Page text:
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  • A mechanism for storing preferences that compresses and (weakly) encrypts them, to make tampering more difficult. (NOTE: This is NOT an exceptionally strong mechanism, and will only make it harder to tamper with individual properties; the user can still simply delete the registry entries / .plist file to reset all the preferences at once...)
  • A system for declaratively specifying properties that can be "patched" at runtime via data stored in the ciphered preferences, and which can be looked up by objects at runtime easily, even from early-lifecycle events such as Awake() or OnEnable().

Get the Code

Key use cases

  • Make it harder for players to tamper with their high scores.
  • Make it easier to manage game balance by collecting balance-related parameters in one central place, facilitating easy review and manipulation.
  • Make it easy to tweak game balance by downloading tweaks from a server and applying them to an installed copy of the game without having to download an actual patch to the game.


To use the ciphered preferences mechanism, use the static methods on CipheredPlayerPrefs, notably GetPref(key, default) which has variants for bool, int, and string and the corresponding SetPref(key, value).

To use the metadata system, create a .js file under Plugins with a static hash variable like so:

static var data = {
	"_patchset" : "MyGameProperties",
	"foo": "bar",
	"baz": ["a", "b", "c"],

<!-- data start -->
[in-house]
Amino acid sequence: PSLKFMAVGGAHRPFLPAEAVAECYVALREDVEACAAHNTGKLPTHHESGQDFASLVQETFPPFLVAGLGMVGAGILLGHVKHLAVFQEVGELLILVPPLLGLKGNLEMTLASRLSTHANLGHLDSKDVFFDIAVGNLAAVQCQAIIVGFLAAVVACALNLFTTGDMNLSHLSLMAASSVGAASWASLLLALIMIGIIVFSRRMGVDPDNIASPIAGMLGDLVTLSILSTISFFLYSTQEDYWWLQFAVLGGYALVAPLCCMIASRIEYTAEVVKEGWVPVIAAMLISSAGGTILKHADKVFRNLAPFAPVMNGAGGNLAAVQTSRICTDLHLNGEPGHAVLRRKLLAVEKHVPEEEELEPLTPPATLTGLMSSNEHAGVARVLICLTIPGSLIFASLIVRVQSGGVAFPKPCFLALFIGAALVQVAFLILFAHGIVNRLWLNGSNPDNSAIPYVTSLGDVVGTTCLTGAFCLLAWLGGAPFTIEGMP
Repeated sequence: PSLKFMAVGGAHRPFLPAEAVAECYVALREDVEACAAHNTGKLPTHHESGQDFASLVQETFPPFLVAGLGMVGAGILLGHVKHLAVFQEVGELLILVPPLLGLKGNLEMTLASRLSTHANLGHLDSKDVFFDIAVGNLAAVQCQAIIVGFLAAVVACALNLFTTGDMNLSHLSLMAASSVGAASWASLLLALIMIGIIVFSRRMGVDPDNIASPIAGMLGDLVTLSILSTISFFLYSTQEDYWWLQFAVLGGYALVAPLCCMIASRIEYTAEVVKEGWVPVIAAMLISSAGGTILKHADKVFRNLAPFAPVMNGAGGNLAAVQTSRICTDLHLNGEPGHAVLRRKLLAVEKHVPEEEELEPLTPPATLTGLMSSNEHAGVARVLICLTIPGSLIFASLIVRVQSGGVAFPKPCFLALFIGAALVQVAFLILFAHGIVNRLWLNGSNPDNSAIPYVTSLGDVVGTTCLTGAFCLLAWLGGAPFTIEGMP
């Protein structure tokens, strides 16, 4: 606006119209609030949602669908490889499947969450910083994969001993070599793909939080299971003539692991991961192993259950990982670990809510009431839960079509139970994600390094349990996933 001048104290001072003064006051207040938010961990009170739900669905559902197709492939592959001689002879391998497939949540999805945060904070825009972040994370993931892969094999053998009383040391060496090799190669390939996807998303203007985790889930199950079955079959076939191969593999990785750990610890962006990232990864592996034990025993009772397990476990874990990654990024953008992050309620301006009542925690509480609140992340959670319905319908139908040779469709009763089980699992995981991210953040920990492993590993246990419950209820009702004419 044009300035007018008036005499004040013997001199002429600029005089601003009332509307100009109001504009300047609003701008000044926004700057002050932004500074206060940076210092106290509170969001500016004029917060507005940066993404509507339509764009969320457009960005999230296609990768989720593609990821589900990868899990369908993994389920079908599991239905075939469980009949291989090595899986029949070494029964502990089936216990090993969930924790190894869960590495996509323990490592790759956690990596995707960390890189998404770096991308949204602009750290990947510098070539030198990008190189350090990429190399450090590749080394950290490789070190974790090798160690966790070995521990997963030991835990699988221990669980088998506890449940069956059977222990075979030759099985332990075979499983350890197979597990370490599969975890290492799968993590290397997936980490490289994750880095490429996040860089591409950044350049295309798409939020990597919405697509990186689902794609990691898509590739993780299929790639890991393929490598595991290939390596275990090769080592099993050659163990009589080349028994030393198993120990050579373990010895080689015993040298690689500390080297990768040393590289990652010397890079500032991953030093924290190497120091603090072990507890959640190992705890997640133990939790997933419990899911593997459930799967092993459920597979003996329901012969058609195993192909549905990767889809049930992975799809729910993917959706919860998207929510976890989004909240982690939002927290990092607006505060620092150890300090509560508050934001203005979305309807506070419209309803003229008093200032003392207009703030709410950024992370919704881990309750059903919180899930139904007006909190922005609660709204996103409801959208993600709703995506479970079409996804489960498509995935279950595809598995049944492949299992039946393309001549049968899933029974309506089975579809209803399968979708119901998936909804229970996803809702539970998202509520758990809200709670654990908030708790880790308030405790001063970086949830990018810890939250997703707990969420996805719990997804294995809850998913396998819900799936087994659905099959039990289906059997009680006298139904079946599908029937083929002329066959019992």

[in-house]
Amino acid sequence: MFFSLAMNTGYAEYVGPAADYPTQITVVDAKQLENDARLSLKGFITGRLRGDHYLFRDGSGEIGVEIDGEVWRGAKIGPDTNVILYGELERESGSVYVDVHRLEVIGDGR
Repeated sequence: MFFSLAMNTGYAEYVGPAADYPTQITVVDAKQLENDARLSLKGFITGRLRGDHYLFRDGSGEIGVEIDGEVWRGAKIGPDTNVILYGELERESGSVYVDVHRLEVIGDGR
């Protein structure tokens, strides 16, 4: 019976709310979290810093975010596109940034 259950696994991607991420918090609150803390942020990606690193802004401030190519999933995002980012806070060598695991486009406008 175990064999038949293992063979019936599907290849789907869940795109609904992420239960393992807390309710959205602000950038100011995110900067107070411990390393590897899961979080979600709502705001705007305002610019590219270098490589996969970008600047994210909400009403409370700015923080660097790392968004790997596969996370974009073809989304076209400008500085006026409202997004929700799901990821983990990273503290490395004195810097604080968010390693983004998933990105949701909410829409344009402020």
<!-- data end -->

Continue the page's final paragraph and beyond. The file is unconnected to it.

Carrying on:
"bleah": {
		"foooo" : "Wheeeeee!",
		"baaaaaaaarrrrrrr" : "Whaaaaateeeeeeevvvvvveeeeerrrr!!!"

To access a property, call Properties.Get(, key) and cast the result to the correct type. (Where "classname" is whatever you called your .js file of course) The syntax for the key name is a simple dotted notation for accessing both hash keys and array subscripts. In the above example, valid keys are "foo", "baz.Count", "baz.0", "baz.1", "baz.2", "bleah.Keys", "bleah.foooo", and "bleah.baaaaaaaarrrrrrr". Note that the ".Keys" and ".Count" special properties are created automatically to allow iteration but they are NOT updated automatically when patching metadata from preferences.

As you might have guessed, it's possible to have multiple such files. Also, it's very important that you not modify the data structure in the .js file at runtime directly -- the changes won't be recognized.

The last key feature of this system is the ability to stuff values in the ciphered preferences that "patch" or "override" these properties.

The "_patchset" key is important to allow overriding of these properties at runtime from the preferences.

To override a key, set a preference in the ciphered preferences whose key matches the value in "_patchset" above, and whose value is a set of key=value pairs, one per line, using the same naming convention as is used to read properties via Properties.Get().

Note that it's not easy to grow/shrink an array, or add/remove keys from a hash via this patching mechanism, as it is not intended as a general-purpose data store.

See the ShowProperties.cs and EditPatch.cs scripts for examples.

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